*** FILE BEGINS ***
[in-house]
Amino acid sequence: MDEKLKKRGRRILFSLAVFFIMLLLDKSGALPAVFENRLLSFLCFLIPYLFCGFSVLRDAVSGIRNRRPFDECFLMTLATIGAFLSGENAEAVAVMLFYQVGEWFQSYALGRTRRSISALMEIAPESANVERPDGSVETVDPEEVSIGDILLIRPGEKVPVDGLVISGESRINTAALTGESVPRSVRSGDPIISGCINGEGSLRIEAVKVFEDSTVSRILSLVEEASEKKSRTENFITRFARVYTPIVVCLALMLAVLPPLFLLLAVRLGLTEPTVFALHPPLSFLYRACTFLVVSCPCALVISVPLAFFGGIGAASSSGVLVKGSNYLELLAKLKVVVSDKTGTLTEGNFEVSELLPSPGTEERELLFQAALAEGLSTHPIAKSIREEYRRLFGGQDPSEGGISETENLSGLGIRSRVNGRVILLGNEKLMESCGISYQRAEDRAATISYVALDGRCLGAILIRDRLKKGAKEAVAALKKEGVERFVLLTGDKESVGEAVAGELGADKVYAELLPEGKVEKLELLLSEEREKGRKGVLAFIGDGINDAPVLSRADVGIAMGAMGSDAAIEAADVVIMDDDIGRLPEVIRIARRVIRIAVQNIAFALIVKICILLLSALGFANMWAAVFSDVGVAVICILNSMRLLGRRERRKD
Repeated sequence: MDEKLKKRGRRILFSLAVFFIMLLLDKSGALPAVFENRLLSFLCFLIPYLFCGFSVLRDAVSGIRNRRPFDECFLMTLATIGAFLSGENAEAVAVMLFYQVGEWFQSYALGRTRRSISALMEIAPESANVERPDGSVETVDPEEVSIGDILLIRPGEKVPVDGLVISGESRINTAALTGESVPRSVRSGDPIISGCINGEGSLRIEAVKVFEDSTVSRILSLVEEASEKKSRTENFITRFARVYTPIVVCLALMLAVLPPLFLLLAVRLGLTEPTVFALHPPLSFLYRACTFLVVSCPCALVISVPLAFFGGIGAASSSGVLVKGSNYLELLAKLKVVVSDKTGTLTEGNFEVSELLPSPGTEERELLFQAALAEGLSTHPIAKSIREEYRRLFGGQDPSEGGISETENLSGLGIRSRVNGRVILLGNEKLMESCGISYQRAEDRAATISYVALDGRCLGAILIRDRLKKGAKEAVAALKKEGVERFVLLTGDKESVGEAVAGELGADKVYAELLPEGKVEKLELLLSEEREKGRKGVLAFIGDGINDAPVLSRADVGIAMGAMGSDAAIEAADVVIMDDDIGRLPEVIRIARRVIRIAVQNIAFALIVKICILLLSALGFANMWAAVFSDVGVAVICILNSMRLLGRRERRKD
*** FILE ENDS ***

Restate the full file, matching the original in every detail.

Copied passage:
[in-house]
Amino acid sequence: MDEKLKKRGRRILFSLAVFFIMLLLDKSGALPAVFENRLLSFLCFLIPYLFCGFSVLRDAVSGIRNRRPFDECFLMTLATIGAFLSGENAEAVAVMLFYQVGEWFQSYALGRTRRSISALMEIAPESANVERPDGSVETVDPEEVSIGDILLIRPGEKVPVDGLVISGESRINTAALTGESVPRSVRSGDPIISGCINGEGSLRIEAVKVFEDSTVSRILSLVEEASEKKSRTENFITRFARVYTPIVVCLALMLAVLPPLFLLLAVRLGLTEPTVFALHPPLSFLYRACTFLVVSCPCALVISVPLAFFGGIGAASSSGVLVKGSNYLELLAKLKVVVSDKTGTLTEGNFEVSELLPSPGTEERELLFQAALAEGLSTHPIAKSIREEYRRLFGGQDPSEGGISETENLSGLGIRSRVNGRVILLGNEKLMESCGISYQRAEDRAATISYVALDGRCLGAILIRDRLKKGAKEAVAALKKEGVERFVLLTGDKESVGEAVAGELGADKVYAELLPEGKVEKLELLLSEEREKGRKGVLAFIGDGINDAPVLSRADVGIAMGAMGSDAAIEAADVVIMDDDIGRLPEVIRIARRVIRIAVQNIAFALIVKICILLLSALGFANMWAAVFSDVGVAVICILNSMRLLGRRERRKD
Repeated sequence: MDEKLKKRGRRILFSLAVFFIMLLLDKSGALPAVFENRLLSFLCFLIPYLFCGFSVLRDAVSGIRNRRPFDECFLMTLATIGAFLSGENAEAVAVMLFYQVGEWFQSYALGRTRRSISALMEIAPESANVERPDGSVETVDPEEVSIGDILLIRPGEKVPVDGLVISGESRINTAALTGESVPRSVRSGDPIISGCINGEGSLRIEAVKVFEDSTVSRILSLVEEASEKKSRTENFITRFARVYTPIVVCLALMLAVLPPLFLLLAVRLGLTEPTVFALHPPLSFLYRACTFLVVSCPCALVISVPLAFFGGIGAASSSGVLVKGSNYLELLAKLKVVVSDKTGTLTEGNFEVSELLPSPGTEERELLFQAALAEGLSTHPIAKSIREEYRRLFGGQDPSEGGISETENLSGLGIRSRVNGRVILLGNEKLMESCGISYQRAEDRAATISYVALDGRCLGAILIRDRLKKGAKEAVAALKKEGVERFVLLTGDKESVGEAVAGELGADKVYAELLPEGKVEKLELLLSEEREKGRKGVLAFIGDGINDAPVLSRADVGIAMGAMGSDAAIEAADVVIMDDDIGRLPEVIRIARRVIRIAVQNIAFALIVKICILLLSALGFANMWAAVFSDVGVAVICILNSMRLLGRRERRKD